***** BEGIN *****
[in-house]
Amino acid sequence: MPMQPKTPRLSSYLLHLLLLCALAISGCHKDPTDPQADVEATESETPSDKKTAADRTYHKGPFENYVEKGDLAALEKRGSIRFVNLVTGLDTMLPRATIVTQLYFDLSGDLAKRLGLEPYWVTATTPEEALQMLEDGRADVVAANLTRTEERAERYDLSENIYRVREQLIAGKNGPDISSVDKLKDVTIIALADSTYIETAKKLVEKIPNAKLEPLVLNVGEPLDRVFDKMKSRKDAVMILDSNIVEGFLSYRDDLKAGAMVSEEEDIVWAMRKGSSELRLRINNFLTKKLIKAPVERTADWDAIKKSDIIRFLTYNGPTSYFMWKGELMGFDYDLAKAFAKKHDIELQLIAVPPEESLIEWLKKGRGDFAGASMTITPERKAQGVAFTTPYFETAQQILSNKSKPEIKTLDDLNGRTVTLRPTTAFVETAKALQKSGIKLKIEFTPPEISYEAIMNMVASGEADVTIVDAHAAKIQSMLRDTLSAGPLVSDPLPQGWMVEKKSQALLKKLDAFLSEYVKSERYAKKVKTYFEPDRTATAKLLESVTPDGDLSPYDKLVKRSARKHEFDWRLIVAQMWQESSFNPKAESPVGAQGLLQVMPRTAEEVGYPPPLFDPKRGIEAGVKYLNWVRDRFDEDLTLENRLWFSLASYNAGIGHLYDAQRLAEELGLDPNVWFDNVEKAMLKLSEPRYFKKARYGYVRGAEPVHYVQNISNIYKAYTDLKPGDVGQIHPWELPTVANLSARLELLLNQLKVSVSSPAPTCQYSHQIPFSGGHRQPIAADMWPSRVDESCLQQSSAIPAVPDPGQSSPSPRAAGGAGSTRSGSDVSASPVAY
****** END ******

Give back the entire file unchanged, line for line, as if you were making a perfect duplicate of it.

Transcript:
[in-house]
Amino acid sequence: MPMQPKTPRLSSYLLHLLLLCALAISGCHKDPTDPQADVEATESETPSDKKTAADRTYHKGPFENYVEKGDLAALEKRGSIRFVNLVTGLDTMLPRATIVTQLYFDLSGDLAKRLGLEPYWVTATTPEEALQMLEDGRADVVAANLTRTEERAERYDLSENIYRVREQLIAGKNGPDISSVDKLKDVTIIALADSTYIETAKKLVEKIPNAKLEPLVLNVGEPLDRVFDKMKSRKDAVMILDSNIVEGFLSYRDDLKAGAMVSEEEDIVWAMRKGSSELRLRINNFLTKKLIKAPVERTADWDAIKKSDIIRFLTYNGPTSYFMWKGELMGFDYDLAKAFAKKHDIELQLIAVPPEESLIEWLKKGRGDFAGASMTITPERKAQGVAFTTPYFETAQQILSNKSKPEIKTLDDLNGRTVTLRPTTAFVETAKALQKSGIKLKIEFTPPEISYEAIMNMVASGEADVTIVDAHAAKIQSMLRDTLSAGPLVSDPLPQGWMVEKKSQALLKKLDAFLSEYVKSERYAKKVKTYFEPDRTATAKLLESVTPDGDLSPYDKLVKRSARKHEFDWRLIVAQMWQESSFNPKAESPVGAQGLLQVMPRTAEEVGYPPPLFDPKRGIEAGVKYLNWVRDRFDEDLTLENRLWFSLASYNAGIGHLYDAQRLAEELGLDPNVWFDNVEKAMLKLSEPRYFKKARYGYVRGAEPVHYVQNISNIYKAYTDLKPGDVGQIHPWELPTVANLSARLELLLNQLKVSVSSPAPTCQYSHQIPFSGGHRQPIAADMWPSRVDESCLQQSSAIPAVPDPGQSSPSPRAAGGAGSTRSGSDVSASPVAY